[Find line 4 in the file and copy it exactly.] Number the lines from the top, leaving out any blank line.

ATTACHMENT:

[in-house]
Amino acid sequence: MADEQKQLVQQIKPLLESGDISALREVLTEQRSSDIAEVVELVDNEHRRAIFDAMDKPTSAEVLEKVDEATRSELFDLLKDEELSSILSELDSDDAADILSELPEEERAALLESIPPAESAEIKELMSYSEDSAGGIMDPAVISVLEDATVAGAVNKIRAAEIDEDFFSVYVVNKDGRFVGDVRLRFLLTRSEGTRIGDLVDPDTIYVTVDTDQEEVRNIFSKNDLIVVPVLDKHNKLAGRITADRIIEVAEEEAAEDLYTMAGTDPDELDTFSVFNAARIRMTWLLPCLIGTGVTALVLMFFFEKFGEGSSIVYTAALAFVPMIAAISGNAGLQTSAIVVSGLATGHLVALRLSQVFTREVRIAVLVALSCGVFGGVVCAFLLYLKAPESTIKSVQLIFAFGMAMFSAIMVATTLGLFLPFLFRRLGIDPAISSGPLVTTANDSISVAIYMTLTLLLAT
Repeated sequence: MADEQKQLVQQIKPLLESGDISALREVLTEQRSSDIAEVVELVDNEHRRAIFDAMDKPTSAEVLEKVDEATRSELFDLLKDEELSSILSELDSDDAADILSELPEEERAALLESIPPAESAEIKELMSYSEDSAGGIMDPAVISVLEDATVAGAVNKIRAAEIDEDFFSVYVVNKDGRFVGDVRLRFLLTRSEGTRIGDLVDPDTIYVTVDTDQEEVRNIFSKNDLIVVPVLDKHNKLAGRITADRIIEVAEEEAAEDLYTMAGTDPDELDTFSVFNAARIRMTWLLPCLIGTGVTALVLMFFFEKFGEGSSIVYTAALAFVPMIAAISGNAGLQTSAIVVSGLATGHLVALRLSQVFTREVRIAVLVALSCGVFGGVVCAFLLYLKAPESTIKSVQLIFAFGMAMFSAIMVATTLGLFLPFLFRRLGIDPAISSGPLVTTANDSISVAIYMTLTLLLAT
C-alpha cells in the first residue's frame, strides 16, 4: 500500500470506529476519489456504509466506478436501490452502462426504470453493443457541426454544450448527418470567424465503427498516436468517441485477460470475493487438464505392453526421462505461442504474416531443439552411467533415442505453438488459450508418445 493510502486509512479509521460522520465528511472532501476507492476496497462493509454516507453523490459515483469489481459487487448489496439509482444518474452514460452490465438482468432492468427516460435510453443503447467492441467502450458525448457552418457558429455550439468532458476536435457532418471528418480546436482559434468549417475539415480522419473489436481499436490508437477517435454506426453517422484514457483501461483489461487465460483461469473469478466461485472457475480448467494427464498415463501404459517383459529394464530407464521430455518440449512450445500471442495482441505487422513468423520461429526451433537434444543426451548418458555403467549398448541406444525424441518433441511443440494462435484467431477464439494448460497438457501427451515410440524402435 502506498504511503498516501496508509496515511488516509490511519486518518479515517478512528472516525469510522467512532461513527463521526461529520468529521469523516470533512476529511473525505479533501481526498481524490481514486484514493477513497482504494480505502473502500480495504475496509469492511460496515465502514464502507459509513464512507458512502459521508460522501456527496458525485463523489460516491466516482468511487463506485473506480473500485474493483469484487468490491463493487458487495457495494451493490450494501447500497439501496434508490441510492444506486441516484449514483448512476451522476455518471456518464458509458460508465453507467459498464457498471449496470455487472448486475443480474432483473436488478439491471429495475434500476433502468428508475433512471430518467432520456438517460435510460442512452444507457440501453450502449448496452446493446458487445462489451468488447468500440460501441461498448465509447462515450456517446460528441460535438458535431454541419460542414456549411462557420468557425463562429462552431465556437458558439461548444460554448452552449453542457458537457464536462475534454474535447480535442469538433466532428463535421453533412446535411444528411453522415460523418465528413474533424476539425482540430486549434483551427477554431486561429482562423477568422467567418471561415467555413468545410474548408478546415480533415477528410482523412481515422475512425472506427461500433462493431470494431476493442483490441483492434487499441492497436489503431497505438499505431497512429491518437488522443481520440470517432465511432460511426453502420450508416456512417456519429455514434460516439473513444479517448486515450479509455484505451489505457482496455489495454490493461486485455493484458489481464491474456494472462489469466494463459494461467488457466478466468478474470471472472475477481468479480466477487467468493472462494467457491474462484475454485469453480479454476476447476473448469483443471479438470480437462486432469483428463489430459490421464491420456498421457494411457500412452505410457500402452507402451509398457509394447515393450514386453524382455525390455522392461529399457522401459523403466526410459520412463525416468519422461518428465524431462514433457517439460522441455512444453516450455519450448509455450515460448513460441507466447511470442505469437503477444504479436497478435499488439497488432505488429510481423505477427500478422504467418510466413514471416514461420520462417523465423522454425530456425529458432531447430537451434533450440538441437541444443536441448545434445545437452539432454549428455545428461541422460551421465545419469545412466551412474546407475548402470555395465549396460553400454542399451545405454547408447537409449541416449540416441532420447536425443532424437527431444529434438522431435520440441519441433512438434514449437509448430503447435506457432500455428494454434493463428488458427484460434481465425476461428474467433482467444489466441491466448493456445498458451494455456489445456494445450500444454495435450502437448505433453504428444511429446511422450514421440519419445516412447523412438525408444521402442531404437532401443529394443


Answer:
C-alpha cells in the first residue's frame, strides 16, 4: 500500500470506529476519489456504509466506478436501490452502462426504470453493443457541426454544450448527418470567424465503427498516436468517441485477460470475493487438464505392453526421462505461442504474416531443439552411467533415442505453438488459450508418445 493510502486509512479509521460522520465528511472532501476507492476496497462493509454516507453523490459515483469489481459487487448489496439509482444518474452514460452490465438482468432492468427516460435510453443503447467492441467502450458525448457552418457558429455550439468532458476536435457532418471528418480546436482559434468549417475539415480522419473489436481499436490508437477517435454506426453517422484514457483501461483489461487465460483461469473469478466461485472457475480448467494427464498415463501404459517383459529394464530407464521430455518440449512450445500471442495482441505487422513468423520461429526451433537434444543426451548418458555403467549398448541406444525424441518433441511443440494462435484467431477464439494448460497438457501427451515410440524402435 502506498504511503498516501496508509496515511488516509490511519486518518479515517478512528472516525469510522467512532461513527463521526461529520468529521469523516470533512476529511473525505479533501481526498481524490481514486484514493477513497482504494480505502473502500480495504475496509469492511460496515465502514464502507459509513464512507458512502459521508460522501456527496458525485463523489460516491466516482468511487463506485473506480473500485474493483469484487468490491463493487458487495457495494451493490450494501447500497439501496434508490441510492444506486441516484449514483448512476451522476455518471456518464458509458460508465453507467459498464457498471449496470455487472448486475443480474432483473436488478439491471429495475434500476433502468428508475433512471430518467432520456438517460435510460442512452444507457440501453450502449448496452446493446458487445462489451468488447468500440460501441461498448465509447462515450456517446460528441460535438458535431454541419460542414456549411462557420468557425463562429462552431465556437458558439461548444460554448452552449453542457458537457464536462475534454474535447480535442469538433466532428463535421453533412446535411444528411453522415460523418465528413474533424476539425482540430486549434483551427477554431486561429482562423477568422467567418471561415467555413468545410474548408478546415480533415477528410482523412481515422475512425472506427461500433462493431470494431476493442483490441483492434487499441492497436489503431497505438499505431497512429491518437488522443481520440470517432465511432460511426453502420450508416456512417456519429455514434460516439473513444479517448486515450479509455484505451489505457482496455489495454490493461486485455493484458489481464491474456494472462489469466494463459494461467488457466478466468478474470471472472475477481468479480466477487467468493472462494467457491474462484475454485469453480479454476476447476473448469483443471479438470480437462486432469483428463489430459490421464491420456498421457494411457500412452505410457500402452507402451509398457509394447515393450514386453524382455525390455522392461529399457522401459523403466526410459520412463525416468519422461518428465524431462514433457517439460522441455512444453516450455519450448509455450515460448513460441507466447511470442505469437503477444504479436497478435499488439497488432505488429510481423505477427500478422504467418510466413514471416514461420520462417523465423522454425530456425529458432531447430537451434533450440538441437541444443536441448545434445545437452539432454549428455545428461541422460551421465545419469545412466551412474546407475548402470555395465549396460553400454542399451545405454547408447537409449541416449540416441532420447536425443532424437527431444529434438522431435520440441519441433512438434514449437509448430503447435506457432500455428494454434493463428488458427484460434481465425476461428474467433482467444489466441491466448493456445498458451494455456489445456494445450500444454495435450502437448505433453504428444511429446511422450514421440519419445516412447523412438525408444521402442531404437532401443529394443